The daunting complexity of the visual system is functional as well as structural, as is
shown in Figure 2–3. The pathways and their many ramifications are not one-way
streets. Most visual areas that send output to another area also receive input from that
area; that is, they have reciprocal connections—for example, LGN provides input to V1
and V1 provides other input to LGN. This dynamic arrangement reflects an important
principle of visual perception: visual perception—in fact, all perception—is the product
of bottom-up and top-down processes. Bottom-up processes are driven by sensory information from the physical world. Top-down processes actively seek and extract sensory information and are driven by our knowledge, beliefs, expectations, and goals.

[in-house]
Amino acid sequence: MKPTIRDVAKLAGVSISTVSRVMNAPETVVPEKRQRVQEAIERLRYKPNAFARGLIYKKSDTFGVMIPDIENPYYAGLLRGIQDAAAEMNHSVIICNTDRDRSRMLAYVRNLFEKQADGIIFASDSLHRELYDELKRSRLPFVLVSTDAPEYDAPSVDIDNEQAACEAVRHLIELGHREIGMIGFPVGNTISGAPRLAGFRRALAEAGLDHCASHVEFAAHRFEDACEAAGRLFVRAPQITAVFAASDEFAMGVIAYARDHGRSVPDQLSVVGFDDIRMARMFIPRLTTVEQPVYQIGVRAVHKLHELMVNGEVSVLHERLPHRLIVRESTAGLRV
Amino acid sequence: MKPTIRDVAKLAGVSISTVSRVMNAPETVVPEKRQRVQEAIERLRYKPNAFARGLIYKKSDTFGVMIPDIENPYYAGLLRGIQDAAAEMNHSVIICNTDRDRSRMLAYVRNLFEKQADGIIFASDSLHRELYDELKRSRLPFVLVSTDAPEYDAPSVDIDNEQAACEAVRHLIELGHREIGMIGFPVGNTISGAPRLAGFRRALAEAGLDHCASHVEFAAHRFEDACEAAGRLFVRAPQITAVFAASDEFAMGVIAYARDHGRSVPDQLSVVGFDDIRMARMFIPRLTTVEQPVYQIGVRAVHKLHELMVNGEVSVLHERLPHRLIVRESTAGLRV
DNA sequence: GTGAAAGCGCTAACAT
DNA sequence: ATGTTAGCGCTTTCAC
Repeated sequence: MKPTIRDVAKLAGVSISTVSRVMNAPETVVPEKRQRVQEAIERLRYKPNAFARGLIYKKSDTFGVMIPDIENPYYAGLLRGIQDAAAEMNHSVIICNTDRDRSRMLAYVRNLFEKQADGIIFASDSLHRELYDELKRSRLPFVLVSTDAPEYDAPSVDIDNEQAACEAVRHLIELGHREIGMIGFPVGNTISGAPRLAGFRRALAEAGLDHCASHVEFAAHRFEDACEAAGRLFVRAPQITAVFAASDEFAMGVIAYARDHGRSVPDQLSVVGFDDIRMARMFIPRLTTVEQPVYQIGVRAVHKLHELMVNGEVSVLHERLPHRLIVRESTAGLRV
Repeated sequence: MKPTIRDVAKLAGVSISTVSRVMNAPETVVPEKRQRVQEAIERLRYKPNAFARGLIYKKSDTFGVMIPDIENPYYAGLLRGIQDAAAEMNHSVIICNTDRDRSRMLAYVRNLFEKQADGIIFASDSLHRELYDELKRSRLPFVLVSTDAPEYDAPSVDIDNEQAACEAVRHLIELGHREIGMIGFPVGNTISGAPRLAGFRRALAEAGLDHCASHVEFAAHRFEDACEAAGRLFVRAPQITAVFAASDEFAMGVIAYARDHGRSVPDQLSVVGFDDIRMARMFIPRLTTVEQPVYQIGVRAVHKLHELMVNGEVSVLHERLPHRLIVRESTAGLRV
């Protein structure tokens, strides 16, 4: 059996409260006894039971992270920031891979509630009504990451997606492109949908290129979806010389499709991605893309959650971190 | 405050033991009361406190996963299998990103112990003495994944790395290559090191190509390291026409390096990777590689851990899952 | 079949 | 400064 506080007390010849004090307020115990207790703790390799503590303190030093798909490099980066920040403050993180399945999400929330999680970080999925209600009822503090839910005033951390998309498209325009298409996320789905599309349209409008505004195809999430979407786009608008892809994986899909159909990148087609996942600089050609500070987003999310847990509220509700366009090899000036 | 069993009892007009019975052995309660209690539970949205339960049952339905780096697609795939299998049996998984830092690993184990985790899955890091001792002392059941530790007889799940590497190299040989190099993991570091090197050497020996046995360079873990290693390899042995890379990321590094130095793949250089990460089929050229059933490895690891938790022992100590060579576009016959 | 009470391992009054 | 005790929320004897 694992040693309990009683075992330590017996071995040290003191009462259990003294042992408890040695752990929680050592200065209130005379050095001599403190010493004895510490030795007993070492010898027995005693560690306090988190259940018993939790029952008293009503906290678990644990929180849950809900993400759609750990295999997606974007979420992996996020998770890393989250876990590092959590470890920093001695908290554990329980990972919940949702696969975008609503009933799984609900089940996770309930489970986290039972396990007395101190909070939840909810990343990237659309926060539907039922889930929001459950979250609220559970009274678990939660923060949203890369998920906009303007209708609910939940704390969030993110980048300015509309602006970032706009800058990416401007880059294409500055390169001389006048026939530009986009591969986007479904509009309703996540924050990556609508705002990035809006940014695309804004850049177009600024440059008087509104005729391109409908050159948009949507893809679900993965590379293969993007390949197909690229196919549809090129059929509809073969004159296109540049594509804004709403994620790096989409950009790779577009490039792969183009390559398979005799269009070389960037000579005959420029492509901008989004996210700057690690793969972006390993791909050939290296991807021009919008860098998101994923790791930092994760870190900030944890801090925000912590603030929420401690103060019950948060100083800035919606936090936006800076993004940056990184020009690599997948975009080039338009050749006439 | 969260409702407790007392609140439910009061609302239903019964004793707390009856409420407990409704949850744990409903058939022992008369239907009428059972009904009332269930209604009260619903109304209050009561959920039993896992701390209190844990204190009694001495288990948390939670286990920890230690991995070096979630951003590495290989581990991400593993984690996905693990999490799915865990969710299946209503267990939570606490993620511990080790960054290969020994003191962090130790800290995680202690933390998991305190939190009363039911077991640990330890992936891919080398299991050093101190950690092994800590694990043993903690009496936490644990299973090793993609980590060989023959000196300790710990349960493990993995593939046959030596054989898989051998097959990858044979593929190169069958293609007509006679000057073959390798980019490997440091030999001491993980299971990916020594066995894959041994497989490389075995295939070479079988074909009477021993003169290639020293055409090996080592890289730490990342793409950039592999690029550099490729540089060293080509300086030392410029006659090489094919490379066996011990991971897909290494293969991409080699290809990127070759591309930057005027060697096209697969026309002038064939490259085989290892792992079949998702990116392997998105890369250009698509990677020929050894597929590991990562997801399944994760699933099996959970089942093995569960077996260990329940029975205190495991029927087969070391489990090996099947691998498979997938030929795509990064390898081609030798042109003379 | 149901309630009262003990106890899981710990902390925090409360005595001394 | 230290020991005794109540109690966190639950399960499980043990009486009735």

Almost every act of perception involves both bottom-up and top-down processing.
One way to experience the distinction consciously is to slow part of the topdown contribution. Look at Figure 2–4. There is certainly something there to be
seen: bottom-up processes show you lines and define regions. But if you play with
the image mentally and consider what the regions might signify, you can feel a topdown contribution at work. The image could be … a bear climbing up the other side
of a tree! Whether or not you came up with this solution yourself, your appreciation
of it depends on top-down knowledge: your knowledge of what a tree and a bear’s
paws look like, your knowledge of how bears climb trees. This kind of knowledge
not only organizes what you see, but also can even modulate the processes that created the representations of the lines and regions.”